(2) In the context of the global economy, the Hong Kong economy grew slightly by 0.5 per cent year-on-year in the first half of this year, the weakest increase in a decade. The local social events of the past few months have further affected the atmosphere of consumption and investment, which has made the economic situation worse. Since July this year, there have been sharp reductions in visitor arrivals and retail sales, a continued decline in exports as well as deeply dampened business, investment and consumption sentiments. Certain industries have recorded the worst business performance recently. It is very likely that the Hong Kong economy has already slipped into a technical recession in the third quarter. Besides, the current situation has not shown any sign of improvement. The annual economic growth forecast of 0‑1 per cent seems extremely difficult to be achieved.
     The property market has always been affected by a number of factors, including housing supply and demand, local and external economic environment, interest rates and market expectations etc. China-US trade frictions and recent social events in Hong Kong have also exerted certain impact on the property market. Although the property market has slackened in the past few months and the property prices in some areas have slightly adjusted, the level of private residential property prices remain high, and is out of line with the economic tone and the affordability of the public. At this stage, the Government has no intention of relaxing or canceling the existing demand-side management measures. We will continue to closely monitor the trend of the property market and the changing external situation and take appropriate measures to maintain the healthy development of the property market. The Chief Executive has just proposed a number of measures in the Policy Address to increase housing and land supply.
     In the stock market, there are many unstable factors in the global, regional and local conditions that have implications on the financial markets of the world and Hong Kong. Despite the volatility of the market, the trading and settlement business of the Hong Kong stock and derivatives market is still operating in an orderly manner. We have strived to develop Hong Kong into a broader and deeper platform for fund-raising in the new economy. For instance, with effect from October 28 this year, companies with weighted voting rights structure as listed in Hong Kong could be included as eligible securities under the Southbound Trading of Shanghai-Hong Kong Stock Connect and Shenzhen-Hong Kong Stock Connect upon fulfillment of certain criteria.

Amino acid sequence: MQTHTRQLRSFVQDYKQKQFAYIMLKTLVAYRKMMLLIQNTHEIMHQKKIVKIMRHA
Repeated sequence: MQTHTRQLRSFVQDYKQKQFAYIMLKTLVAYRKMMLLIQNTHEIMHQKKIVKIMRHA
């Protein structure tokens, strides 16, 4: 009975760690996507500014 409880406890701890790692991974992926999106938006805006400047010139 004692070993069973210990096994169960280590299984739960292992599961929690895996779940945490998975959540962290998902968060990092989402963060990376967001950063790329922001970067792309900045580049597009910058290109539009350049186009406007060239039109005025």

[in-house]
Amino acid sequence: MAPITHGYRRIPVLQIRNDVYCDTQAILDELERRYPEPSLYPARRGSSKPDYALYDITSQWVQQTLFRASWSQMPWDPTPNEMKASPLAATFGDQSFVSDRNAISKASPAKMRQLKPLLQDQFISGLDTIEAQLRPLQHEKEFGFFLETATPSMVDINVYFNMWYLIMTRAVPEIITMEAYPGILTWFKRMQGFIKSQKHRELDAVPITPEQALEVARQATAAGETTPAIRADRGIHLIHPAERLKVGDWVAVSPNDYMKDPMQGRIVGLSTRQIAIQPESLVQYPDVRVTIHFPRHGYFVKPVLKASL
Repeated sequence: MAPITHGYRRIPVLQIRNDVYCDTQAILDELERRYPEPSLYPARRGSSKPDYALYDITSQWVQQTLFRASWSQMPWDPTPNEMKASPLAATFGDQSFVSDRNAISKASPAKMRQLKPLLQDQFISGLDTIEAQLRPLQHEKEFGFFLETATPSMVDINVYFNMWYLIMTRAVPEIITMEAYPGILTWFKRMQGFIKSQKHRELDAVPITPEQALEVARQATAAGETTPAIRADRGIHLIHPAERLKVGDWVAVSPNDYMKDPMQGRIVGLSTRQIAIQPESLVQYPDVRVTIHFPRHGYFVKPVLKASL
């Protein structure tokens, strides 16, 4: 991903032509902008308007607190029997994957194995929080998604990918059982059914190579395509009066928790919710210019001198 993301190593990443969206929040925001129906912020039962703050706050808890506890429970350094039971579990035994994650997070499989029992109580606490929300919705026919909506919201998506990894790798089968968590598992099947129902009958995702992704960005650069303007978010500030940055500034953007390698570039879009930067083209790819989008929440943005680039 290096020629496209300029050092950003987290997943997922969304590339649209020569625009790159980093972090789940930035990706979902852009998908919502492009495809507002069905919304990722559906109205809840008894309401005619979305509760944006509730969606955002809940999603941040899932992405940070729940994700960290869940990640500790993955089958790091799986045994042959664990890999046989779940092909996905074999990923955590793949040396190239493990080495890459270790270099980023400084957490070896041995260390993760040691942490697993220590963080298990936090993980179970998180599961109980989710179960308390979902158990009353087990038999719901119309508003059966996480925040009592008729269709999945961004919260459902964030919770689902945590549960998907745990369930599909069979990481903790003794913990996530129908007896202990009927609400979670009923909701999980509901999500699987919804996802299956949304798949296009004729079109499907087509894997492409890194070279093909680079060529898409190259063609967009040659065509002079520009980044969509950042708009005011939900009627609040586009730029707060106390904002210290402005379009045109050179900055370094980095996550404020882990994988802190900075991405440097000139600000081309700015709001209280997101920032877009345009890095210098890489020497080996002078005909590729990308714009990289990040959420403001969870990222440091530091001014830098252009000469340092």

The Government is well aware of the pressure borne by small and medium enterprises (SMEs) and members of the public amid an economic downturn. We announced in August, September and October respectively three rounds of support measures amounting to over $20 billion for enterprises, especially those impacted rather directly, to safeguard jobs. The Government will maintain close communication with the trade and introduce further support measures if necessary. The HKMA has established a Banking Sector SME Lending Coordination Mechanism to implement a series of support measures for SMEs. The Government will continue to provide appropriate support to business operators and the general public for them to tide over the current difficulties.
(3) We have not seen a large scale of brain drain for the time being. Hong Kong's institutional strengths and core competencies remain strong. As long as social activities of violent nature are calmed down, Hong Kong will surely continue to bring together talents from local and international sources. The Government will continue to promote diversified economic development, foster local talents and attract foreign talents in various aspects to tie in with the long-term development of the Hong Kong economy.
     To assist employees who are affected by the recent economic downturn to enhance their skills and self-improvement, the Employees Retraining Board commissioned the "Love Upgrading Special Scheme" in early October to provide free integrated skills enhancement training and special allowance for the trainees. In addition, the Labour Department has been implementing a number of special employment programmes to encourage employers to employ elderly people, young people and people with disabilities.
     Thank you, President.
Ends/Wednesday, October 30, 2019
Issued at HKT 14:40